Once again, the encryption that is so integral to blockchain makes it exceedingly helpful in combating money laundering. The underlying technology empowers record keeping, which supports “Know Your Customer (KYC),” the process through which a business identifies and verifies the identity of its clients.
Arguably the greatest blockchain application for insurance is through smart contracts. Such contracts powered by blockchain could allow customers and insurers to manage claims in a truly transparent and secure manner, according to Deloitte. All contracts and claims could be recorded on the blockchain and validated by the network, which would eliminate invalid claims. For example, the blockchain would reject multiple claims on the same accident.
P2P payment services such as Venmo are terrific, but they have limits. Some services restrict transactions based on geography. Others charge a fee for their use. And many are vulnerable to hackers, which is not appealing for customers who are putting their personal financial information out there. Blockchain technology, with all its aforementioned benefits, could fix these problems.
Blockchain Applications in Business
Supply Chain Management
Blockchain’s immutable ledger makes it well suited to tasks such as tracking goods as they move and change hands in the supply chain. Using a blockchain opens up several options for companies transporting these goods. Entries on a blockchain can be used to queue up events with a supply chain (allocating goods newly arrived at a port to different shipping containers, for example). Blockchain provides a new and dynamic means of organizing tracking data and putting it to use. Companies like Skuchain and Factom offer solutions that utilize blockchain in supply chain management solutions.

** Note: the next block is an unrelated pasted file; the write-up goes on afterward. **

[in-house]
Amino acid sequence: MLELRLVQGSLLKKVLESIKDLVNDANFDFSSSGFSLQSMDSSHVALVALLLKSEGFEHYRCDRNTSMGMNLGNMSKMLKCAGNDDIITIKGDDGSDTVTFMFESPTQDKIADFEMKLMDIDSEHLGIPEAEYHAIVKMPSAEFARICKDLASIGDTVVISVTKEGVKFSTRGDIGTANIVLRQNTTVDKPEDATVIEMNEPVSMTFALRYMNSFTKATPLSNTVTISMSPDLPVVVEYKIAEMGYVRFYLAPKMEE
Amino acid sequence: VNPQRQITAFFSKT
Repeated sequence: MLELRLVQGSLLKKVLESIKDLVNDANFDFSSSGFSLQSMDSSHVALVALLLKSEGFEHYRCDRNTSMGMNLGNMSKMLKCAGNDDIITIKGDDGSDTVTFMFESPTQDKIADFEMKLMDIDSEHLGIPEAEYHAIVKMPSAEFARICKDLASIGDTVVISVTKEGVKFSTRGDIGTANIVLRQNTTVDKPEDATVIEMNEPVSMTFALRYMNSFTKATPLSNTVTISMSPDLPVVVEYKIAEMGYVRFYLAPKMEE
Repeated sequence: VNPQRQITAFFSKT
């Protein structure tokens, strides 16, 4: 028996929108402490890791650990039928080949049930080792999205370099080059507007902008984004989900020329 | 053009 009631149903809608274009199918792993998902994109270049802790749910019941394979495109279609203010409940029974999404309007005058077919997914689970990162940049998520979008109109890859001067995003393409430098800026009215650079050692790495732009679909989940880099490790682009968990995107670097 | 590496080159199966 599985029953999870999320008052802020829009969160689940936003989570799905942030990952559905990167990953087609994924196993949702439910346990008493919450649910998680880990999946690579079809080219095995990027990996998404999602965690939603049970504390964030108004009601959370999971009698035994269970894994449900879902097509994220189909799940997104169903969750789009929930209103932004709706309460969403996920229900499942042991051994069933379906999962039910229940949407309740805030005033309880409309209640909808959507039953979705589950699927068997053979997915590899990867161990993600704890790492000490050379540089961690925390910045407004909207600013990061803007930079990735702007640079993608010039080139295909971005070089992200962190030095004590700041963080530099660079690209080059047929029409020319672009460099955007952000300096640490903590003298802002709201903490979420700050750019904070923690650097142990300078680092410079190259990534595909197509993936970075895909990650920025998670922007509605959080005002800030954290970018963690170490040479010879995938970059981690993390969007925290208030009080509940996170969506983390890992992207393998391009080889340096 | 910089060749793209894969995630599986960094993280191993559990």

Health data that’s suitable for blockchain would include general information like age, gender, and potentially basic medical history data like immunization history or vital signs. None of this should be able to identify any particular patient, which is what allows it to be stored on a shared blockchain that can be accessed by numerous individuals without undue privacy concerns.
As specialized connected medical devices become more common and increasingly linked to a person’s health record, blockchain can connect those devices with that record. Devices will be able to store the data that they generate on a health care blockchain that can append that data to a person’s medical record. A key issue facing connected medical devices is the siloing of the data they generate — blockchain can be the link that bridges those silos.
The average homeowner sells his or her home every five to seven years, and the average person will move nearly 12 times during his or her lifetime. With such movement, blockchain could certainly be of use in the real estate market. It would expedite home sales by quickly verifying finances, would reduce fraud thanks to its encryption, and would offer transparency throughout the entire selling and purchasing process.
Media companies have already started to adopt blockchain technology. In July, blockchain content distribution platform Decent announced the launch of Publiq, which allows writers and other content creators to spread their works via blockchain and receive immediate payment. And Comcast’s advanced advertising group developed a new technology that allows companies to make ad buys on both broadcast and over-the-top TV through blockchain technology.
Blockchain technology could be used to execute energy supply transactions, but it could further provide the basis for metering, billing, and clearing processes, according to PWC. Other potential applications include documenting ownership, asset management, origin guarantees, emission allowances, and renewable energy certificates.
Blockchain Applications in Government
National, state, and local governments are responsible for maintaining individuals’ records such as birth and death dates, marital status, or property transfers. Yet managing this data can be difficult, and to this day some of these records only exist in paper form. And sometimes, citizens have to physically go to their local government offices to make changes, which is time-consuming, unnecessary, and frustrating. Blockchain technology can simplify this record keeping and make them far more secure.